Pubdate: Wed, 15 Aug 2007
Source: Summit Daily News (CO)
Copyright: 2007 Summit Daily News
Author: Rich Moore
Bookmark: (Cocaine)


The story "Aspen cocaine case may not hold up" (SDN Aug. 8) made my 
blood boil. This rookie cop decides to become supercop by violating 
the rights of the citizens. Here is a fact: A citizen of this nation 
does not have to "keep talking" to police under any circumstances. 
The article says that the cop kept insisting that Greengrass keep 
talking to him: This is a violation of the law.

No citizen is required to speak with any cop whatsoever, the right to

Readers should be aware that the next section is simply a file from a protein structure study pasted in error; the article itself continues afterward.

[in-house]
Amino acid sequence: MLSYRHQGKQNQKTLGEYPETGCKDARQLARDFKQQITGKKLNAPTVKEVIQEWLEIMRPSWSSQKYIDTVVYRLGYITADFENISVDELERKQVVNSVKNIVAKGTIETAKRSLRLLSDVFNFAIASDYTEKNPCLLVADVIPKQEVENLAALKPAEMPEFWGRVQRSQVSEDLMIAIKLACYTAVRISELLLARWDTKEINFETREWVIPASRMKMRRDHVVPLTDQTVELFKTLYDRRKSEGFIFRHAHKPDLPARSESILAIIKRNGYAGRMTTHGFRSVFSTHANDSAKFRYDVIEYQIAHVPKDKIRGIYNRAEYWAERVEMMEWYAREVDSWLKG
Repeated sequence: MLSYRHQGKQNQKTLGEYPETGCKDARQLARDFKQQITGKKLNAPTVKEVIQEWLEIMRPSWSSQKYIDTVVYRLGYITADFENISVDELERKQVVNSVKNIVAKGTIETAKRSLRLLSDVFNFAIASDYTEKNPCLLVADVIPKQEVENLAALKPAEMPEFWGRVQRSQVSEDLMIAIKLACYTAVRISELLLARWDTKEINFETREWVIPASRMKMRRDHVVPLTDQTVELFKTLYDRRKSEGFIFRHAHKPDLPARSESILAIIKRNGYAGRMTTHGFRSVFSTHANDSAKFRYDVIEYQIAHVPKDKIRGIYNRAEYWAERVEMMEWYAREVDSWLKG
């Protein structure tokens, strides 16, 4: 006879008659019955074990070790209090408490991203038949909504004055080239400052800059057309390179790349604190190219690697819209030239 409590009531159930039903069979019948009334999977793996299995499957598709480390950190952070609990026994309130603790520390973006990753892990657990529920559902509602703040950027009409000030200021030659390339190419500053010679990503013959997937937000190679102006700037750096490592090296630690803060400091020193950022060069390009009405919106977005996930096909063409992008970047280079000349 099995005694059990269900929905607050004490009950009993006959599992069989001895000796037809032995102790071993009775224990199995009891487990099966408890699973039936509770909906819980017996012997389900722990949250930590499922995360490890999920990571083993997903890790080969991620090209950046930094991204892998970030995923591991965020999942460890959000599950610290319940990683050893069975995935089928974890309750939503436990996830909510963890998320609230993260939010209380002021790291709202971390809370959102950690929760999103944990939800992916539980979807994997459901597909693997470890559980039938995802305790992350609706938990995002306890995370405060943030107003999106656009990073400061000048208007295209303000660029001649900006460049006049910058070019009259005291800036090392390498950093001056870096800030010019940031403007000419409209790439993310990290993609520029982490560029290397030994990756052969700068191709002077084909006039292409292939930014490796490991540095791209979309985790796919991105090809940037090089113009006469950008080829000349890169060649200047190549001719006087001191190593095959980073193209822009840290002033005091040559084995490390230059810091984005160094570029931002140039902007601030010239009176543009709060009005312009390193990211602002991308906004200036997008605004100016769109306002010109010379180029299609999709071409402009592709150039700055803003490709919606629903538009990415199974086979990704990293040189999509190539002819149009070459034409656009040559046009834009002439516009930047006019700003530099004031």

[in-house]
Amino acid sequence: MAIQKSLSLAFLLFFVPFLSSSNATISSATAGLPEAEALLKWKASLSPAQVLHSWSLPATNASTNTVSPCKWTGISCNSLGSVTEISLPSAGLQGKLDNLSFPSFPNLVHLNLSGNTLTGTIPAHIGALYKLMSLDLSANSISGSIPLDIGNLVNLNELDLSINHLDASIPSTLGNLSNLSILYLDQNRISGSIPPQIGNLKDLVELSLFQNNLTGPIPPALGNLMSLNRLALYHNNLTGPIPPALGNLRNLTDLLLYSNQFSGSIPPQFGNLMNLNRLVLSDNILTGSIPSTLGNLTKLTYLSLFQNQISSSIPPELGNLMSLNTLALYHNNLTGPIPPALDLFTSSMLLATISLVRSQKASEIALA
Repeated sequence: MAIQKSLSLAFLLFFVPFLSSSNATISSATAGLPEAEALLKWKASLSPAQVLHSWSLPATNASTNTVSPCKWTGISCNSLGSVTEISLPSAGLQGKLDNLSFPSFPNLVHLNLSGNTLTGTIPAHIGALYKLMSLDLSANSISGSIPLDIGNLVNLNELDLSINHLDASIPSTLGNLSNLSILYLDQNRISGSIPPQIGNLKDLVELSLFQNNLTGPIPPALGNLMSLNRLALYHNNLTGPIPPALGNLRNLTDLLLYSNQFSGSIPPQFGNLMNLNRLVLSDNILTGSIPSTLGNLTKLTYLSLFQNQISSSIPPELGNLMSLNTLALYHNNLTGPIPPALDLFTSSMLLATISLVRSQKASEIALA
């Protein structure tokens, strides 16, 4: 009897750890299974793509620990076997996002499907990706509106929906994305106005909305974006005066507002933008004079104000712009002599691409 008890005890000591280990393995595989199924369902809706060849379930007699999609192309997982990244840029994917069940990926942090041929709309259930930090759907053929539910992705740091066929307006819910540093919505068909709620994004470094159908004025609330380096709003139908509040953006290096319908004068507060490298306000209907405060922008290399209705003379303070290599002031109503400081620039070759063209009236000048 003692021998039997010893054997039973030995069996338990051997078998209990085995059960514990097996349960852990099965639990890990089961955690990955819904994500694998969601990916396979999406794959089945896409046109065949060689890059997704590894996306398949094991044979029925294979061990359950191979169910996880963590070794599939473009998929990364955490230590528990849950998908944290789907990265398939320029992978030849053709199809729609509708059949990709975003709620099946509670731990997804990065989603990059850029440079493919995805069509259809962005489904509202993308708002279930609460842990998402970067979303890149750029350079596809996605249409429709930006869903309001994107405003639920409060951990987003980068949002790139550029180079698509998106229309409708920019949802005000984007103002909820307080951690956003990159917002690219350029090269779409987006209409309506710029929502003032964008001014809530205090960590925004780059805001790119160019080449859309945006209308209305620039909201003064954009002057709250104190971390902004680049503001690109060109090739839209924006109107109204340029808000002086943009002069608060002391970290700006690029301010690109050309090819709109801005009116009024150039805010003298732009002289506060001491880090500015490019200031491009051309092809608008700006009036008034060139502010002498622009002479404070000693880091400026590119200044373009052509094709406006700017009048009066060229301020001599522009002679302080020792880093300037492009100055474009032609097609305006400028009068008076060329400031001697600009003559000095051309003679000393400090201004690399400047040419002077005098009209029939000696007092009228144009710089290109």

remain silent is absolute. The cop had no busines demanding 
conversation from the accused, none at all.

The fact that the cop had to badger the defendant into chatting to 
try and find some probable cause means he had no case at all. 
Suspicion is not reasonable grounds to believe that a crime had been 
committed. People may exchange anything or nothing and unless the cop 
has real cause to believe that a crime has occurred then he had a 
legal imperative to leave the citizens alone. To demand conversation 
was illegal, and to insist on keeping a citizen in custody and not 
free to leave because he would not speak to a cop for long enough is 
illegal and unconstitutional.

Rich Moore

Franklin, N.C.
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